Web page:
Urbanization and International Trade and Investment Policies as Determinants of Noncommunicable Diseases in Sub-Saharan Africa

Ashley Schram, Ronald Labonte, David Sanders

    Research output: Contribution to journalArticlepeer-review

    24 Citations (Scopus)

    Abstract

    There are three dominant globalization pathways affecting noncommunicable diseases in Sub-Saharan Africa (SSA): urbanization, trade liberalization, and investment liberalization. Urbanization carries potential health benefits due to improved access to an increased variety of food imports, although for the growing number of urban poor, this has often meant increased reliance on cheap, highly processed food commodities. Reduced barriers to trade have eased the importation of such commodities, while investment liberalization has increased corporate consolidation over global and domestic food chains. Higher profit margins on processed foods have promoted the creation of 'obesogenic' environments, which through progressively integrated global food systems have been increasingly 'exported' to developing nations. This article explores globalization processes, the food environment, and dietary health outcomes in SSA through the use of trend analyses and structural equation modelling. The findings are considered in the context of global barriers and facilitators for healthy public policy.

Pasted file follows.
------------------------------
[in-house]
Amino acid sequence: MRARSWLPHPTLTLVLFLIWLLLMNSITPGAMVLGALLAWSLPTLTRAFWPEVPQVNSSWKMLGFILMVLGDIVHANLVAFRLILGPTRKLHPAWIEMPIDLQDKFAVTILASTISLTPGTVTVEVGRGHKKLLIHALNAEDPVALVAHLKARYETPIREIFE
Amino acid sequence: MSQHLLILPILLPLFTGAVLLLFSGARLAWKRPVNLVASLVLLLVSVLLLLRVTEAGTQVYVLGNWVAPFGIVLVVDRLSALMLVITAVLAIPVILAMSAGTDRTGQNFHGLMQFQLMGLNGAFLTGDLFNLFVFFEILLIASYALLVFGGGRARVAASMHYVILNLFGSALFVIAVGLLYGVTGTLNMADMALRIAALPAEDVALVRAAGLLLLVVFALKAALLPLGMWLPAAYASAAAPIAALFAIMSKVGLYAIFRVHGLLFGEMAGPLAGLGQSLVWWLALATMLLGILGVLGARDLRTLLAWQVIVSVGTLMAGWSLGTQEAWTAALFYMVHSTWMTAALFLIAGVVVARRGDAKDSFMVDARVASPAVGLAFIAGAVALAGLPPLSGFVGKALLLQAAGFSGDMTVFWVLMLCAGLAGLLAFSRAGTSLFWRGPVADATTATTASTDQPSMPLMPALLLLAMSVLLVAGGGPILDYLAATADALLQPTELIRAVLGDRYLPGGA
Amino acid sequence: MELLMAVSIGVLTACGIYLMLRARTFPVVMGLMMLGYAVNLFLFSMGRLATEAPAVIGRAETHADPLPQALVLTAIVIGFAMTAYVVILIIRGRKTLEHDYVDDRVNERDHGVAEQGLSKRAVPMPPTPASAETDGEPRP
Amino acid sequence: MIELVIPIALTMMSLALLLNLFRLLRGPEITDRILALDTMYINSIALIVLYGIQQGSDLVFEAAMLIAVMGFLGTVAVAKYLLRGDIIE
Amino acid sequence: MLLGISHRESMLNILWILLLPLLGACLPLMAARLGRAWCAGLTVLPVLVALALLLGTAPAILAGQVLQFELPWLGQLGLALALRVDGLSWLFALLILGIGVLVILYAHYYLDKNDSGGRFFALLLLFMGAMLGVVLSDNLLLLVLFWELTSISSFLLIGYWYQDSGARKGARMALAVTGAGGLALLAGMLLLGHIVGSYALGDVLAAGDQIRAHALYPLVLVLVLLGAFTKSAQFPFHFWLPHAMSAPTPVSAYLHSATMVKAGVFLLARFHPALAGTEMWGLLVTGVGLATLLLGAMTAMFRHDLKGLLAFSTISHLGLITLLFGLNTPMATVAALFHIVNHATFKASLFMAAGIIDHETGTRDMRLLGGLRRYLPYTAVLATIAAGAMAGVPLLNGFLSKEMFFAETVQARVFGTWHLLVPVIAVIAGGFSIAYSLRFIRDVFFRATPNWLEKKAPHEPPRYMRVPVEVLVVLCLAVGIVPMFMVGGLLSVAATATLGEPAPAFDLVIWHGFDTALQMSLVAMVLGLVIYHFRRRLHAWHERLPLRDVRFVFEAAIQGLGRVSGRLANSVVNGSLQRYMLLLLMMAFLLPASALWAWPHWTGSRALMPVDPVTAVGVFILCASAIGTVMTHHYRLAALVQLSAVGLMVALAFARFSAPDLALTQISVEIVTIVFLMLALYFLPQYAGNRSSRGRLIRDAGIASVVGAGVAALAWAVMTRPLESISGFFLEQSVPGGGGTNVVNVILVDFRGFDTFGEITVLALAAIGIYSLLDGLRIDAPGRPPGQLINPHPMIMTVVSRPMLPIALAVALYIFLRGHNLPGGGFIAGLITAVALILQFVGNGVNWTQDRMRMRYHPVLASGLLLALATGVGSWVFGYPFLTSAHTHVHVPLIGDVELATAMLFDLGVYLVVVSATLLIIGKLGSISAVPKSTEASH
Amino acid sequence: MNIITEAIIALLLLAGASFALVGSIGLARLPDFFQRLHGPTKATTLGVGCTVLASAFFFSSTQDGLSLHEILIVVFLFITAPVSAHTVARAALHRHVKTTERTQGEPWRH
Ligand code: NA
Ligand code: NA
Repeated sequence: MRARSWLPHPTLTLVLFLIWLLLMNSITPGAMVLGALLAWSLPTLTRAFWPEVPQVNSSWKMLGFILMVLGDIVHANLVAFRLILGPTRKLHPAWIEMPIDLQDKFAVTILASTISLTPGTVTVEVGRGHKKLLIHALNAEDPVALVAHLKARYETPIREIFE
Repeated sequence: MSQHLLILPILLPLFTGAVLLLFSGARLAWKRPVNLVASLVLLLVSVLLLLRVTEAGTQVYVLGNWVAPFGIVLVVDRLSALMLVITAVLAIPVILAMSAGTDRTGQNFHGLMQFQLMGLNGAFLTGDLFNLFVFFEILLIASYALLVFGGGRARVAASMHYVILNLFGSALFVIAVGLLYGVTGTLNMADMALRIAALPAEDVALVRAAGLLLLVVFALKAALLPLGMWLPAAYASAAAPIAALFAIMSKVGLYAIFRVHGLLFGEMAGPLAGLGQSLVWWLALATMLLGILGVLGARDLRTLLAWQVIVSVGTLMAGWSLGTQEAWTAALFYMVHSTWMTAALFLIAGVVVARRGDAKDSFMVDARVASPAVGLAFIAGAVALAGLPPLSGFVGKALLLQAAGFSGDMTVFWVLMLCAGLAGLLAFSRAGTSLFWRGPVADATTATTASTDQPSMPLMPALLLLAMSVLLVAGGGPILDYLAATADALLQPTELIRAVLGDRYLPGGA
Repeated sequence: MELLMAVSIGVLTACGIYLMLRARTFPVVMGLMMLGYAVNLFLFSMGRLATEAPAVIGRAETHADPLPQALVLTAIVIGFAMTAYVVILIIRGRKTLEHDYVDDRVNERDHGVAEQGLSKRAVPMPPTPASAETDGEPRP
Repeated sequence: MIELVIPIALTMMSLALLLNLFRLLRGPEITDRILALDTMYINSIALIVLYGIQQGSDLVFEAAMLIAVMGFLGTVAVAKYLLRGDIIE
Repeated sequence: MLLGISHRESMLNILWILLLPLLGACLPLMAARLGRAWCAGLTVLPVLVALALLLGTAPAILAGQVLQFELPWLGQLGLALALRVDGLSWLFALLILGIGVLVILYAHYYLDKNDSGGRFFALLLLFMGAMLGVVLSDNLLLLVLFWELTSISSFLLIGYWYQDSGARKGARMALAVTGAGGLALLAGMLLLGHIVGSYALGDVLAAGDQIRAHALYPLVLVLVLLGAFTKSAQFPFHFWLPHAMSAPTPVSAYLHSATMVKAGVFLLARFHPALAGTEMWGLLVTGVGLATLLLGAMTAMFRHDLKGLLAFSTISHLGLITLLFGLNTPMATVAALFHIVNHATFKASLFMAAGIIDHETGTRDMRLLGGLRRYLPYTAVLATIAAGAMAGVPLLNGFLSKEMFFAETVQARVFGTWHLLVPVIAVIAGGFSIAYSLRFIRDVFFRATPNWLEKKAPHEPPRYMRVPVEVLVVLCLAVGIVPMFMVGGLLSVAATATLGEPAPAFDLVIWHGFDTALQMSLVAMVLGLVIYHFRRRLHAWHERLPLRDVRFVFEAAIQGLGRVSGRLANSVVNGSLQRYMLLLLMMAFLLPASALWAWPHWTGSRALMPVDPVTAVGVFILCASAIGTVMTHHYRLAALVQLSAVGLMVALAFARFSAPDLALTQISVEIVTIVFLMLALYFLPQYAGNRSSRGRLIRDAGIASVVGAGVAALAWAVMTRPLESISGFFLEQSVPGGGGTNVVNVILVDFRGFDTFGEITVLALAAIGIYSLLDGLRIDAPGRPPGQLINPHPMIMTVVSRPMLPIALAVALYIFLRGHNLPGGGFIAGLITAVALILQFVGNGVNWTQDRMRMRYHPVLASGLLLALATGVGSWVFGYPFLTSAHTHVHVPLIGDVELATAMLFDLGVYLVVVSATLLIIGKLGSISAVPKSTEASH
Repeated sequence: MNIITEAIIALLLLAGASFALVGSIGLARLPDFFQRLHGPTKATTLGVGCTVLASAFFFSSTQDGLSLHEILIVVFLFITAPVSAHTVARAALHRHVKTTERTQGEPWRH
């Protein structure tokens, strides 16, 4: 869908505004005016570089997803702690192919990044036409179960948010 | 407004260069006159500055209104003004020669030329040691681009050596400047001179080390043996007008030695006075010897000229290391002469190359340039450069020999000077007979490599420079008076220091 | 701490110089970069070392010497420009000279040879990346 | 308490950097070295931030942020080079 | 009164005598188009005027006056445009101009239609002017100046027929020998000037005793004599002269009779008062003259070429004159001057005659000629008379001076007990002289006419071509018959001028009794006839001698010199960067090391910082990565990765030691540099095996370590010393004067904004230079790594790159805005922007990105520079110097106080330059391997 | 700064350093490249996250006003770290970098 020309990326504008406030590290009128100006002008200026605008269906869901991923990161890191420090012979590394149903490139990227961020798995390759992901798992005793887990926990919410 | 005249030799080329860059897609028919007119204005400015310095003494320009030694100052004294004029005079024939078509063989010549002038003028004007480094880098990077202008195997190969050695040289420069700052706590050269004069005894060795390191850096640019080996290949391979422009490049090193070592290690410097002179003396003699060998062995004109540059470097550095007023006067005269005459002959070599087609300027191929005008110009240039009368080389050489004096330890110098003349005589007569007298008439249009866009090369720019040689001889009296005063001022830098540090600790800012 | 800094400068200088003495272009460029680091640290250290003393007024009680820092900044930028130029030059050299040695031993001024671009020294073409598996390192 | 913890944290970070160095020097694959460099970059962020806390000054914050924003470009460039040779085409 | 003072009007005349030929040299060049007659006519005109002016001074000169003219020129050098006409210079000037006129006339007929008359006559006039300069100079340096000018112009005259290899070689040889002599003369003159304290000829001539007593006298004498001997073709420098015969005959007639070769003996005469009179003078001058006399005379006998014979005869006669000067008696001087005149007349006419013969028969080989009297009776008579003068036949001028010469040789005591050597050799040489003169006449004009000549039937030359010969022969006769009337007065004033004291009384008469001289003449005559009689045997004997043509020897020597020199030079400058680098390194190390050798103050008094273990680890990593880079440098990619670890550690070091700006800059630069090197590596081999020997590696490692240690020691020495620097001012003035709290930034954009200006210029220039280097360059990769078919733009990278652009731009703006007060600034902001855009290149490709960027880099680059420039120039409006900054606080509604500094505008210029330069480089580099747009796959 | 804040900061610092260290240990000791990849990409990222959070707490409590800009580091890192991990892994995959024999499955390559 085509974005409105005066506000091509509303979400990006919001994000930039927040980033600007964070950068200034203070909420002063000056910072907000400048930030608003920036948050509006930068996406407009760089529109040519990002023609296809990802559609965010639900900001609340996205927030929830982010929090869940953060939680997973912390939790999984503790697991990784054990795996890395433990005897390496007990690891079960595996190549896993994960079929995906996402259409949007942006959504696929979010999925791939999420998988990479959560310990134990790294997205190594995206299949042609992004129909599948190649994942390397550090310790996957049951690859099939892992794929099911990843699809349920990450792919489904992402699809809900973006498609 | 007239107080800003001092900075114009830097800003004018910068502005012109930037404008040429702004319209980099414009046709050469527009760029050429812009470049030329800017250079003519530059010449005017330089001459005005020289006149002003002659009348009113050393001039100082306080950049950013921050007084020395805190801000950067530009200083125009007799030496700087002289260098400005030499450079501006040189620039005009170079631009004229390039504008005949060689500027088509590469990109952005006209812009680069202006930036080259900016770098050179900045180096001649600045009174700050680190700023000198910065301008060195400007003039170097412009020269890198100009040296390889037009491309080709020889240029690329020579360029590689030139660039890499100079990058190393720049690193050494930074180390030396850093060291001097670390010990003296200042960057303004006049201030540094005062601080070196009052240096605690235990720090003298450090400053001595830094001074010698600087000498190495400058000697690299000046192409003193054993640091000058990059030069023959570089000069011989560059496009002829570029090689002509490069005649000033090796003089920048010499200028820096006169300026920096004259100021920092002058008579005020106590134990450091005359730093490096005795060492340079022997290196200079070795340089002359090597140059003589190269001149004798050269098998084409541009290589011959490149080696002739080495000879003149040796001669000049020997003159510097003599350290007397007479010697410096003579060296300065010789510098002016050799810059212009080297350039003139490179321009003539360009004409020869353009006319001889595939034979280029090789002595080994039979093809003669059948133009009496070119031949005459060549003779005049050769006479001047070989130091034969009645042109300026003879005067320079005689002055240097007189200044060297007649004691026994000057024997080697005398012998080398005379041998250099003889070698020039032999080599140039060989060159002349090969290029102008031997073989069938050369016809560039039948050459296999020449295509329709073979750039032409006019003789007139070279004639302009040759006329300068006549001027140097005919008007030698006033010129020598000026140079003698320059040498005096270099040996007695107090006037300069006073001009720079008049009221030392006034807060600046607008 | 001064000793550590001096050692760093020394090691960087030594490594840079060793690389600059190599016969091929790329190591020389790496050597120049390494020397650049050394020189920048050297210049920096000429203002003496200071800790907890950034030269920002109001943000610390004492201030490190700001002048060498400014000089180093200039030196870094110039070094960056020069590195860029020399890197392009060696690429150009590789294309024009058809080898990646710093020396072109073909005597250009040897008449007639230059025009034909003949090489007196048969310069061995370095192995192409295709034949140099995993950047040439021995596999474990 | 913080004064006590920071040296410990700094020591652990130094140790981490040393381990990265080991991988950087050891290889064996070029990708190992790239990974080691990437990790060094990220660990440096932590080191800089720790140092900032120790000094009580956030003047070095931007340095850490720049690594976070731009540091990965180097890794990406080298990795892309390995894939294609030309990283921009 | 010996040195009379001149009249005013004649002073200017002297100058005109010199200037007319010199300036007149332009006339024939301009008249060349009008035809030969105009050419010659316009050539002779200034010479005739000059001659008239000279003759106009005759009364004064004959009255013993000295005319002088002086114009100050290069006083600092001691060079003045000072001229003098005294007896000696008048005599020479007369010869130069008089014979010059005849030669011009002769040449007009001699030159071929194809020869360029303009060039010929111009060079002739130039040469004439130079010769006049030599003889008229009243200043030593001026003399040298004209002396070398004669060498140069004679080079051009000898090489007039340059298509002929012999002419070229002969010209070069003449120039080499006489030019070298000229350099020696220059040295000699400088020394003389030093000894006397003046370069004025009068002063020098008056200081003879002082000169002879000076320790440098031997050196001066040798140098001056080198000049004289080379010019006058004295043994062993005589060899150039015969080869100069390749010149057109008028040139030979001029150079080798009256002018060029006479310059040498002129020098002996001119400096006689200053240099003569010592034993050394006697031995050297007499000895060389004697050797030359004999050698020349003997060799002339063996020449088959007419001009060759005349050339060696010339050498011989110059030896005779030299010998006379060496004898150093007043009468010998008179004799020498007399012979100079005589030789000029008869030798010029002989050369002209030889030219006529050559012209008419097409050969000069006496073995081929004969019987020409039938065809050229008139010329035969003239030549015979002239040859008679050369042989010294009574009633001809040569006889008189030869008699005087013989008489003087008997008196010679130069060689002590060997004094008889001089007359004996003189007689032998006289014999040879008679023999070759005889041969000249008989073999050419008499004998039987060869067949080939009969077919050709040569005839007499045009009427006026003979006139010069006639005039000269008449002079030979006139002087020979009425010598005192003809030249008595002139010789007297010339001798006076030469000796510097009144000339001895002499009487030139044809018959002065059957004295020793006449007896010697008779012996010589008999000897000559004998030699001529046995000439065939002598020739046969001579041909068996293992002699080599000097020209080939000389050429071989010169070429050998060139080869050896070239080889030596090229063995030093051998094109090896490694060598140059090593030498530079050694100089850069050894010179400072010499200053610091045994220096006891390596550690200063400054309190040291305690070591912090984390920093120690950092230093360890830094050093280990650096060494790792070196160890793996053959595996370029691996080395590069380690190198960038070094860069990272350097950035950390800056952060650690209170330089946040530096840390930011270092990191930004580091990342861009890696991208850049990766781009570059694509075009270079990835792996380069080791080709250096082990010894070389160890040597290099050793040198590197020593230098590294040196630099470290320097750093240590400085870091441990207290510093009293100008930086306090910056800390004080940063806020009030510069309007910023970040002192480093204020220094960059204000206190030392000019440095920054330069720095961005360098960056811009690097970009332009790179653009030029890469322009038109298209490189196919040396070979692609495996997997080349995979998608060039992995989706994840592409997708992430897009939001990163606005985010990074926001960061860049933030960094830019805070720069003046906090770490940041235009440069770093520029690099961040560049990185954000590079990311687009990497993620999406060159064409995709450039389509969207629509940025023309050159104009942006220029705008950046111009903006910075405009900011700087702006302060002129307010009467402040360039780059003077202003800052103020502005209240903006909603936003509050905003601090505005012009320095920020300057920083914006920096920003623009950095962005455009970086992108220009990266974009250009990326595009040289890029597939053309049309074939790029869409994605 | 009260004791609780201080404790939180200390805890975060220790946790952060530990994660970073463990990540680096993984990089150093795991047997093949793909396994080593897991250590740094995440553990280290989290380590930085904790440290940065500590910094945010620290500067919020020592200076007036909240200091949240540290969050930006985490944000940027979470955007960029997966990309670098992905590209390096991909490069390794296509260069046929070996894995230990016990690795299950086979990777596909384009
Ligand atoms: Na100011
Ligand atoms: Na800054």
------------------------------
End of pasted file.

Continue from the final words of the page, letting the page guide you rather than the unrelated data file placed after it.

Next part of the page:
Original languageEnglish
    Pages (from-to)281-301
    Number of pages21
    JournalProgress in Cardiovascular Diseases
    Volume56
    Issue number3
    DOIs
    Publication statusPublished - Nov 2013

    Bibliographical note

    Copyright:
    Copyright 2014 Elsevier B.V., All rights reserved.

    Keywords

    • Globalization
    • Noncommunicable disease
    • Trade and investment
    • Unhealthy diet
    • Urbanization

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